(Bloomberg) — A slew of U.S. inflation measures out Friday underscored the breadth of price pressures in the economy and reinforced the Federal Reserve’s recent urgency to begin raising interest rates.
The employment cost index, a measure cited by Fed Chair Jerome Powell in December as a key reason for the central bank’s pivot to a more aggressive stance on inflation, rose 4% in the year through December, the most in two decades.
In another sign of mounting inflationary pressure, a separate Commerce Department report Friday showed the personal consumption expenditures price gauge, which the Fed uses for its inflation target, rose 5.8% from a year earlier, the most since 1982.
“Our view of continued upside risks to inflation into 2022 is reaffirmed by late-2021 data, with core PCE inflation continuing to climb and labor costs rising,” Citigroup Inc (NYSE:C). economists Veronica Clark and Andrew Hollenhorst said in a note.
The figures show a worsening inflationary environment and come just days after the Fed endorsed plans to raise interest rates in March. Powell also opened the door to more frequent and potentially larger hikes than anticipated, underscoring the challenge the Fed will face this year to keep the broad and sizable price increases from becoming entrenched.
What Bloomberg Economics Says…
The ECI report “turns the chances of a 50-basis point rate hike in March from a remote possibility to something the FOMC will consider seriously. However, it will take additional inflationary shocks for a 50-basis point hike to become Bloomberg Economics’ central scenario.”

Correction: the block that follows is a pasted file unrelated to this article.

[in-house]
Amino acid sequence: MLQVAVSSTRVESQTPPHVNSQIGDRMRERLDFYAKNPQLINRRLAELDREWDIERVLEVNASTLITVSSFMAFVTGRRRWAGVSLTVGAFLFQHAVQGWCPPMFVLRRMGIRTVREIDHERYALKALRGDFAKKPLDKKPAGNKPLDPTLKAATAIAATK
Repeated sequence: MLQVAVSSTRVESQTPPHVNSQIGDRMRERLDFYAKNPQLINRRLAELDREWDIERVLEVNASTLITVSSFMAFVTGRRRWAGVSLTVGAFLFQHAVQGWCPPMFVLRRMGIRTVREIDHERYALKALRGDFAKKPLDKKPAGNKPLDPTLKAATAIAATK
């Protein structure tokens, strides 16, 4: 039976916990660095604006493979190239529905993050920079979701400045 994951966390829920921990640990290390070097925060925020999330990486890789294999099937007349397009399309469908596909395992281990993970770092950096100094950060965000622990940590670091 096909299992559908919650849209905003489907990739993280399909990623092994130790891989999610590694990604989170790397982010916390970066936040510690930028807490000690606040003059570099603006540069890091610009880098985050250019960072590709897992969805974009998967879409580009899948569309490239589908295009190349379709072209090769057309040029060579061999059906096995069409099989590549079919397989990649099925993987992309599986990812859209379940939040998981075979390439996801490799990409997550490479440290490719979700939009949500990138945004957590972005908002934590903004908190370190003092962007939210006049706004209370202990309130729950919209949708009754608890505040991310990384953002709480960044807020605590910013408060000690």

— Anna Wong, economist
For the full note, click here
“There’s a risk that the high inflation we’re seeing will be prolonged, and there’s a risk that it will move even higher,” Powell said during a press conference Wednesday. “We have to be in a position with our monetary policy to address all of the plausible outcomes.”
Central bankers also closely watch long-term inflation expectations to ensure that they remain in line with their target.
Another report Friday, from the University of Michigan, showed consumers expect inflation to rise 4.9% over the next year, matching the highest level since 2008. Over the next five to 10 years, Americans see prices rising at an annual rate of 3.1%, the highest since 2011. Even so, Fed officials for the most part have said those expectations haven’t been cause for concern.
But for American families, the rapid price increases have eroded workers’ paychecks and driven up the costs of necessities. Real disposable personal income, or after-tax income adjusted for inflation, fell 0.2% last month, the fifth straight decline.
The decades-high inflation has driven down President Joe Biden’s approval ratings and caused financial hardship for many families.
The higher inflation experienced at the end of 2021 is expected to persist into the first quarter, but economists see price pressures easing as the year goes on. While the Fed’s monetary policy tools are one way of addressing inflation, relieving bottlenecks throughout global supply chains will also play a central role in curbing price pressures.
The persistence of recent inflationary pressures are “importantly related to the evolution of global supply factors such as production or shipping bottlenecks and input prices,” according to a blog post from economists at the New York Fed. “Their global nature and their source (that is, supply as opposed to demand) suggest that domestic monetary policy actions would have only a limited effect on these sources of inflationary pressures.”
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Wave of U.S. Inflation Data Reinforces Fed Pivot to Higher Rates